A guiding assumption in neurobiology has been that storage of information in the brain involves persistent, use dependent alterations in synaptic strength. One useful model system for this endeavor has been cerebellar long-term depression (LTD), in which co-activation of climbing fiber and parallel fiber inputs to a Purkinje neuron (PN), induces a persistent input specific depression of the parallel fiber PN synapse. This phenomenon has been suggested to be necessary for certain forms of motor learning including associative eye blink conditioning and adaptation of the vestibulo ocular reflex. Recently, the converse phenomenon, cerebellar long-term potentiation (LTP) has also been described, in which the parallel fiber PN synapse is strengthened by repetitive parallel fiber stimulation at intermediate frequencies, thus endowing this synapse with the capacity for use dependent bidirectional modification, a computationally important property. In recent years, this laboratory has focused upon defining the requirements for LTD induction using a cell culture model system in which parallel fiber stimulation is replaced by glutamate pulses and climbing fiber stimulation is replaced by direct depolarization of the PN. Most recently, we have developed several new protocols which have expanded the types of questions we may address: sustained recordings from single PNs in culture to investigate the late phase of LTD; recordings from two ultra reduced PN preparations that display LTD in the absence of dendritic spine compartments (acutely dissociated PNs and PN dendritic macropatches); and investigations of cerebellar LTP and LTD in granule cell PN pairs in culture. In addition, we now undertake """"""""conventional"""""""" LTD experiments using a brain slice preparation. We propose to use these techniques to address the following questions. First, is cerebellar LTD, which we know to be expressed postsynaptically, mediated by an alteration in AMPA receptor kinetics? Second, which intracellular signaling pathways are engaged by the late phase of cerebellar LTD? Third, what are the requirements for the induction of LTP at the granule cell Purkinje cell synapse and where is its locus of expression? Finally, revisiting an ongoing controversy, what is the role of nitric oxide/cGMP signaling in cerebellar LTD induction? At the level of basic science, these investigations are central to an understanding of the cellular substrates of information storage in a brain area where the behavioral relevance of the inputs and outputs is unusually well defined. In addition, these investigations have potential clinical relevance not only for cerebellar motor disorders, but also for disorders of learning and memory generally.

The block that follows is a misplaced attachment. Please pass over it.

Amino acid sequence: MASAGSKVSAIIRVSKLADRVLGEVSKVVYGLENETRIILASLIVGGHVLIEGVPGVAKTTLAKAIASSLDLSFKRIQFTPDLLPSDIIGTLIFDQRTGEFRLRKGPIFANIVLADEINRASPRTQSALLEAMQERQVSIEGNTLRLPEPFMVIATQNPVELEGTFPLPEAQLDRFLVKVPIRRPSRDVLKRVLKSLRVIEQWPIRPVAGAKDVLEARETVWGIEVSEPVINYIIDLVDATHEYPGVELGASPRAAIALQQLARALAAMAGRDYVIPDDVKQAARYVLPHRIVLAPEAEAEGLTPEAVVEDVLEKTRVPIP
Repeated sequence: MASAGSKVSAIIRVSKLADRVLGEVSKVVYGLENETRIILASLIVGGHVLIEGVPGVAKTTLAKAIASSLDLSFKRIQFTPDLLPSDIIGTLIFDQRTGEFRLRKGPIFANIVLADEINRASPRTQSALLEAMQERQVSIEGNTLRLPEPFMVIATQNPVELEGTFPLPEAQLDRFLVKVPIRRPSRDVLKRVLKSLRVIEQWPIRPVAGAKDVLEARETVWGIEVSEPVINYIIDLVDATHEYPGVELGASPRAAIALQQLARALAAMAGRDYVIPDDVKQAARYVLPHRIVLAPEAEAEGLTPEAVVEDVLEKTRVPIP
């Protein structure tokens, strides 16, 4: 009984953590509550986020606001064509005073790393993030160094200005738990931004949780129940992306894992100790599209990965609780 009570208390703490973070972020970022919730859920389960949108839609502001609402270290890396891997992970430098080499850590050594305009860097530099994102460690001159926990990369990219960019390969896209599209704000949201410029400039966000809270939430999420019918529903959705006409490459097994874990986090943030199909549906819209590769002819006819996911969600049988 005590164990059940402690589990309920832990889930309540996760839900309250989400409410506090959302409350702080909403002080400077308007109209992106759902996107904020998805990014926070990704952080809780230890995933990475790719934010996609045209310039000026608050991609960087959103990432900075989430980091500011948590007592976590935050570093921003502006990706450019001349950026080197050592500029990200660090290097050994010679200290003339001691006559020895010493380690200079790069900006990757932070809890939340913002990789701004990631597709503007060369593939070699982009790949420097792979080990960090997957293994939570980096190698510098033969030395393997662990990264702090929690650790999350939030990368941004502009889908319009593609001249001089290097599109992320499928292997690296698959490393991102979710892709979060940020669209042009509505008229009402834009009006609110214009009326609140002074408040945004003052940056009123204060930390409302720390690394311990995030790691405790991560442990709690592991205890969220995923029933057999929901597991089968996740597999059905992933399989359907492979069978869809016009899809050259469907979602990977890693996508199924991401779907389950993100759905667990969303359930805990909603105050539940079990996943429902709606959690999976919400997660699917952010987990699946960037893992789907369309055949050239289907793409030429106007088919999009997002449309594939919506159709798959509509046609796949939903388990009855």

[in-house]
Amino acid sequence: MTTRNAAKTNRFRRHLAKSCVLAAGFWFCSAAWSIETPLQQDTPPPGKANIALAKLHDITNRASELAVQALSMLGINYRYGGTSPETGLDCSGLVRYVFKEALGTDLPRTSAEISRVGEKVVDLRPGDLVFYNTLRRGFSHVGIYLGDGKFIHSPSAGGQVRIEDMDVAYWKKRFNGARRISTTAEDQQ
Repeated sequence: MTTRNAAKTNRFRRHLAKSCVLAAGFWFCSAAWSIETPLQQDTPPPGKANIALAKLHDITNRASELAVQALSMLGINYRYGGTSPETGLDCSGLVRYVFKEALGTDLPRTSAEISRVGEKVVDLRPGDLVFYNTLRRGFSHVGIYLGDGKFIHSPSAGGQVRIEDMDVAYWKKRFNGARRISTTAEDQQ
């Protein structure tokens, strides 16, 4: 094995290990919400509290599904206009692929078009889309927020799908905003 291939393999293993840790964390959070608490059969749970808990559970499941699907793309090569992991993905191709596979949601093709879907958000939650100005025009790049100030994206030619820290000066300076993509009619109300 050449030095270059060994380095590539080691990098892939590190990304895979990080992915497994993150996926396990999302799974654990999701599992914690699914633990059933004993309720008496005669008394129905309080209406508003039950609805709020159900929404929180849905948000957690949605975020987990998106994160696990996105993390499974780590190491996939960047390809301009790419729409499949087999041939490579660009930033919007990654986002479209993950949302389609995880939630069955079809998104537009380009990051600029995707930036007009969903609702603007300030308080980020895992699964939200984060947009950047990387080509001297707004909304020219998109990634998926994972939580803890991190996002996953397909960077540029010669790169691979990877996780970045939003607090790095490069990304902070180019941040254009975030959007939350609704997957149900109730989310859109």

National Institute of Health (NIH)
National Institute of Mental Health (NIMH)
Research Scientist Development Award - Research (K02)
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Cognitive Functional Neuroscience Review Committee (CFN)
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Asanuma, Chiiko
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Johns Hopkins University
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Shen, Ying; Linden, David J (2005) Long-term potentiation of neuronal glutamate transporters. Neuron 46:715-22
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